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DKR: A Hollow Monument To Mediocrity

Let's examine the relationship between the Longhorns and their agitated fanbase at DKR.

Taylor Levesque

I think TXSTAMPEDE stated it is best when he described the Saturday afternoon game as a "Bleeding Turnup."

What happened on Saturday isn't new. It isn't something that we haven't seen before. In fact, it's the opposite. Losing at home is becoming the new Texas standard. Don't believe me? Well consider this: Texas has not won a home game against a ranked opponent in their last eight attempts. After crunching the numbers, that's a whopping zero percent "victory per ranked opponent" rate. Here are some more horrifying stats:


Texas Tech's loss against Baylor on Saturday sealed a trend that will continue into the 2014 season. For seniors like Jackson Jeffcoat, Chris Whaley, Carrington Byndom, and Case McCoy, it'll mean that in their entire careers at Texas, they will have never beaten a ranked opponent at home. But even after all of this, some players are still upset with the atmosphere at DKR. Namely, defensive tackle Malcom Brown:

“The atmosphere was dead. We're used to winning and having this big atmosphere and when we started losing our fans quieted down with it. The team, too. Sideline and everything. Everybody contributed to it.”

So how does a stadium atmosphere change?

“It's more of a momentum thing and big plays," Brown said. "When we were down we were fighting, but we didn't get hyped.”

While the Longhorns can control what they do, they can't control fan reaction. Brown said he noticed early in the second half that fans were leaving the stadium.

“When we came back about mid-third quarter I saw spaces in the stands,” Brown said. “I was like, 'Man, y'all are giving up on us?

“This is my first time noticing it, but you wonder what people are thinking,” he added. “You know who's on the bandwagon and who's not.”

He isn't wrong. The atmosphere was crushed on Saturday and nobody really believed that Texas would come back. After Case McCoy's pick six, the couple in front of us turned to each other, nodded, and headed to the exit. They weren't the only ones, and by the end of the third quarter, DKR was at about half capacity. It's not Malcom Brown's fault. It's not the fans fault. It's just where we are in this sad state of Texas athletics.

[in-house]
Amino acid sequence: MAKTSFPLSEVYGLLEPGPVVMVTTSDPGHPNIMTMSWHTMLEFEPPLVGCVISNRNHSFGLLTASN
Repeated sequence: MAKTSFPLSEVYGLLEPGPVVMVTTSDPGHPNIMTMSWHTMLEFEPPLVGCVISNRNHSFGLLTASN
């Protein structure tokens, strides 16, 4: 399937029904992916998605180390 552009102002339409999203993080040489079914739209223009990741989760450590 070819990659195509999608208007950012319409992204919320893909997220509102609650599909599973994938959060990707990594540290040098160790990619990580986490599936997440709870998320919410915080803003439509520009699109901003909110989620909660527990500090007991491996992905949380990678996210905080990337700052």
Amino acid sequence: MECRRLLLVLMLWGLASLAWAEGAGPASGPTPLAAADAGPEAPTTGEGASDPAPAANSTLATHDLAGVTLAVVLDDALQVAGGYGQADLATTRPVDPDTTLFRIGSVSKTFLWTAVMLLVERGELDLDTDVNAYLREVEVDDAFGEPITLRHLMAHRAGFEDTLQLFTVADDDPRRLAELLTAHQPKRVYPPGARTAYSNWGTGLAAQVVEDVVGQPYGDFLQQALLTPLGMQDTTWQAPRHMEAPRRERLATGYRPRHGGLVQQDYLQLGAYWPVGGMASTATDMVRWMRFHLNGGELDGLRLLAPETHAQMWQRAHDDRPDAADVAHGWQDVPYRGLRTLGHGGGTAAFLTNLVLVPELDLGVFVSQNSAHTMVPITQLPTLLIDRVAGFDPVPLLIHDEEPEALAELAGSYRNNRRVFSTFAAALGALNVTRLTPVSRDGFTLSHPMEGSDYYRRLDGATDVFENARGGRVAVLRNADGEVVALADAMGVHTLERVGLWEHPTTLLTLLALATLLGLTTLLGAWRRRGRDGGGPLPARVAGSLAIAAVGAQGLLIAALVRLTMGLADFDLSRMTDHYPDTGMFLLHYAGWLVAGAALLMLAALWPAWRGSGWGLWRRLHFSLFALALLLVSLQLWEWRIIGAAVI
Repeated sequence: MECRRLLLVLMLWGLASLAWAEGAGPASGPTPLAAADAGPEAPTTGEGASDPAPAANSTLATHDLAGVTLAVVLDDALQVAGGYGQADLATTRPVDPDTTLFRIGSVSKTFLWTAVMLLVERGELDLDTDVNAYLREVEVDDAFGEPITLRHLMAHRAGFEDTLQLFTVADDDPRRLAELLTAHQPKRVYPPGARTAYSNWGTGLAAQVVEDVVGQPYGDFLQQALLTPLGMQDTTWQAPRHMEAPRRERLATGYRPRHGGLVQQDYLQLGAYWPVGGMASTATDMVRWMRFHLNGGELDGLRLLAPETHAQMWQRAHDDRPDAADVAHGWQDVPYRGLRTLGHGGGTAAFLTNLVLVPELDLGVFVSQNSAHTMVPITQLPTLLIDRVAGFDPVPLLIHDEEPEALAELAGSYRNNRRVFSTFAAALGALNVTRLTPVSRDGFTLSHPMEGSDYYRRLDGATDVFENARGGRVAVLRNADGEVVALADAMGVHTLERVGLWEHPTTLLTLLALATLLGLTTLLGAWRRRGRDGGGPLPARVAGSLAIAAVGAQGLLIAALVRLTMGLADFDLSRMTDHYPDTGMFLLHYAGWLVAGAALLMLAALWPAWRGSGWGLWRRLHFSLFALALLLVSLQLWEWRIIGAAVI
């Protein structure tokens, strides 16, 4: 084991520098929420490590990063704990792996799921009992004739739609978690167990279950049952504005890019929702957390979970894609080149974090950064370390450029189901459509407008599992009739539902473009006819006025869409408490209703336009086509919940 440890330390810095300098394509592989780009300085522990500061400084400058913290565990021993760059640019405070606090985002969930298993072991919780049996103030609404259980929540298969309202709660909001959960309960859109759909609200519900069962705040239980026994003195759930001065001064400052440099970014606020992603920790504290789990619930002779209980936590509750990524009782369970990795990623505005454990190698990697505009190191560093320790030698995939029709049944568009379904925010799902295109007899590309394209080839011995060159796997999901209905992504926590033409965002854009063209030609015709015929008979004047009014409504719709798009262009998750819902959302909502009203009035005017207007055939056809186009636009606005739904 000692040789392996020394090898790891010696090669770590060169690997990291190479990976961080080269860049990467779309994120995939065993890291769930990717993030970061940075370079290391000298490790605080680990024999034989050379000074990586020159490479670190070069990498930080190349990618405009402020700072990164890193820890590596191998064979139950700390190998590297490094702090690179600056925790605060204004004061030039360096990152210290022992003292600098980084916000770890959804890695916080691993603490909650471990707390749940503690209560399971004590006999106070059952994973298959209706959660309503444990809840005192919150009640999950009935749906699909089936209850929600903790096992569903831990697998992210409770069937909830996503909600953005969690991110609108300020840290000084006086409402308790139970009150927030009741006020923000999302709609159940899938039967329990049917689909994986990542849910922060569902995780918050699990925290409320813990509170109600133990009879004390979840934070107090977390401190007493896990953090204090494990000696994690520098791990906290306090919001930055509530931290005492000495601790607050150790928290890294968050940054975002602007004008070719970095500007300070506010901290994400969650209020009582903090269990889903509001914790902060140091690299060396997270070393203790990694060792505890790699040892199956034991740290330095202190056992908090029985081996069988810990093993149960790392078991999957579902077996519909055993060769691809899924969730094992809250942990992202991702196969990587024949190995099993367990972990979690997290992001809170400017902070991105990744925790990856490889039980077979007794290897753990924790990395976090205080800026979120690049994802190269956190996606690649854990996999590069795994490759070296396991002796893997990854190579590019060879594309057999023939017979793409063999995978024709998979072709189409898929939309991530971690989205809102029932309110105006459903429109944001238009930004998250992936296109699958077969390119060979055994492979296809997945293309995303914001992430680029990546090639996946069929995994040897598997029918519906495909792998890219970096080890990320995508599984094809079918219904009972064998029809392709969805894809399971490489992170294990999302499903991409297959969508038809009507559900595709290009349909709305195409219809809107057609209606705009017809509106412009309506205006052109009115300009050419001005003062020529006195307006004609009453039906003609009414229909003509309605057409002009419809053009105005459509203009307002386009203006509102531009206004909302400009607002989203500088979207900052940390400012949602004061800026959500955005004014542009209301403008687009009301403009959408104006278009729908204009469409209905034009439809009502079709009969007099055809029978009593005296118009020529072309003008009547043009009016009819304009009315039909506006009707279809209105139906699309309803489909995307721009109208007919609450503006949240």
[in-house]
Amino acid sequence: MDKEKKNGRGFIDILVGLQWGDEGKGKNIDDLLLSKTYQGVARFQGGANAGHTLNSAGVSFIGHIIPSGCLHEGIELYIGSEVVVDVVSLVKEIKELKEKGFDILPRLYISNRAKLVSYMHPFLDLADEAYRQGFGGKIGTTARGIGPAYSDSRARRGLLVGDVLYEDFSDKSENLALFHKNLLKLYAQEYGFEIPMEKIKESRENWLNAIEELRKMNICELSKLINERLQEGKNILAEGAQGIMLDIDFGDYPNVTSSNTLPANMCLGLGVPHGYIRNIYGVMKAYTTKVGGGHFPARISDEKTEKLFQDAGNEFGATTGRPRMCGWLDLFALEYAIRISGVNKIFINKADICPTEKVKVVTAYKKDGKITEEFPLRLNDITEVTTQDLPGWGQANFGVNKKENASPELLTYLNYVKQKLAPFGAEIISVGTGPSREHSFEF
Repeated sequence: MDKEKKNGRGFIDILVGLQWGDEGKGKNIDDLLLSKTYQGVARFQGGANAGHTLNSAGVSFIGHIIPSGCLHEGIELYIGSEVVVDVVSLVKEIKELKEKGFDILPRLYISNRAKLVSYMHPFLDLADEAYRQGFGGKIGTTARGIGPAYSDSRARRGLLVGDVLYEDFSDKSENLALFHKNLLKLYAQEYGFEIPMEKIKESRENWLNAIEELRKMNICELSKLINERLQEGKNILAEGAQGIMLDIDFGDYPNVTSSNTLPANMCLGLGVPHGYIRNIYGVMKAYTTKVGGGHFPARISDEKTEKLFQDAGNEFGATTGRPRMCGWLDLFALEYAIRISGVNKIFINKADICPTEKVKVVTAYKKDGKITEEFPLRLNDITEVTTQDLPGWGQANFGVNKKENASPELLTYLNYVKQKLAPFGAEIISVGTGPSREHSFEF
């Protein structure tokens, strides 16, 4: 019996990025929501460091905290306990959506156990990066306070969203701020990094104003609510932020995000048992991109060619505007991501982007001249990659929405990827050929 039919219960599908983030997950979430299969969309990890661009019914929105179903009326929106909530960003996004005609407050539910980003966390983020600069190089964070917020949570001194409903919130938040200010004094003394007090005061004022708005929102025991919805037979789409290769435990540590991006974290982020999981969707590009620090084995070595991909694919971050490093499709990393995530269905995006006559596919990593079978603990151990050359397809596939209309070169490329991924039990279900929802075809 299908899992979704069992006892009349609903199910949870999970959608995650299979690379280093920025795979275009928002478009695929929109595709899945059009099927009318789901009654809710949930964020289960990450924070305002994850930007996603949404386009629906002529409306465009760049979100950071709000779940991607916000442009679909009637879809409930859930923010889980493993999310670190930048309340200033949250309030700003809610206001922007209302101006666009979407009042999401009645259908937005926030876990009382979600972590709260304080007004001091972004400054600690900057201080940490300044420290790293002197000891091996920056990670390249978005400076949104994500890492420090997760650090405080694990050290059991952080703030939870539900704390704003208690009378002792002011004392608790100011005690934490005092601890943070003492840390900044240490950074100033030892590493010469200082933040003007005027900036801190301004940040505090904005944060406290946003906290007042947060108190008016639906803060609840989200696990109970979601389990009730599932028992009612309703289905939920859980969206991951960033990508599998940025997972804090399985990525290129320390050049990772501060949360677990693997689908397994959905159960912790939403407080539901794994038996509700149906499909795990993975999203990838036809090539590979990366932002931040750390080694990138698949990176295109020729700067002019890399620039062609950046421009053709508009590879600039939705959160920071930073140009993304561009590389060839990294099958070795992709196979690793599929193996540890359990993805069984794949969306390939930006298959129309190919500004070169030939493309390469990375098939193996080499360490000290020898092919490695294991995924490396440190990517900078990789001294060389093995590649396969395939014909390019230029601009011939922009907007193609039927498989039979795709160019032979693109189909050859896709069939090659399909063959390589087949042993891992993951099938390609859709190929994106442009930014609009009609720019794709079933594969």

Brown's comments don't disturb me as much as they do others, but one thing that did this season was the period of excessive vindication after the Oklahoma game. The mentality became, "If you weren't with us when we were down, don't join with us now." Even in his post game address after the win, Brown told the team to expect a lot of people to jump back on the bandwagon. At what point did this group earn our respect before that? It wasn't the New Mexico State game, where Texas played poorly throughout the entire first half. Surely it wasn't the BYU or Ole Miss games, both of which highlighted everything that is wrong with the new era of Texas football. The Kansas State game put a little bit of confidence back into the team, but it was immediately crushed when it took a last minute drive to beat Iowa State. The entitlement culture at Texas goes both ways. Nothing has really been done to change that.

So who or what is to blame? Obviously coaching. But does it go deeper? As a superstitious fan, I for one would like to highlight something I wrote for the Daily Texan last November about Texas and their relationship with turf. As of now, Texas is only 13-10 on the new playing surface with exactly zero victories against ranked opponents. In fact, in the entire era of the BCS, only two teams that play on artificial turf at home have competed for a national championship. No team that has played on turf has ever won the crystal ball. Winners play on grass.

Blame should also fall on the shoulders of the athletic department, who have now sacrificed one home game every year for the Thanksgiving game. Typically, the Thanksgiving game has a low turnout because so many students are at home with their families and can't make it to DKR. With one home game designated for the Red River Rivalry every other year, that leaves students with four home games. Of those four, one of them is against a nobody and the other is against Kansas or Iowa State. This year the low turnout on Thanksgiving will be no different. If Brown thought last week was bad, he is sure to be disappointed when 60,000 strong show up on turkey day.

I refuse to get into the chicken vs. egg scenario about the Longhorns relationship with their fanbase. What happened first? Were the fans too quiet or was the team too mediocre? It doesn't matter. What I can tell you is this: it's not changing until the team proves that they are worth the money that alumni, fans, and even students are forced to cough up before the first kickoff. It's the nature of the beast. Until that happens, the fans will continue to perform like the players.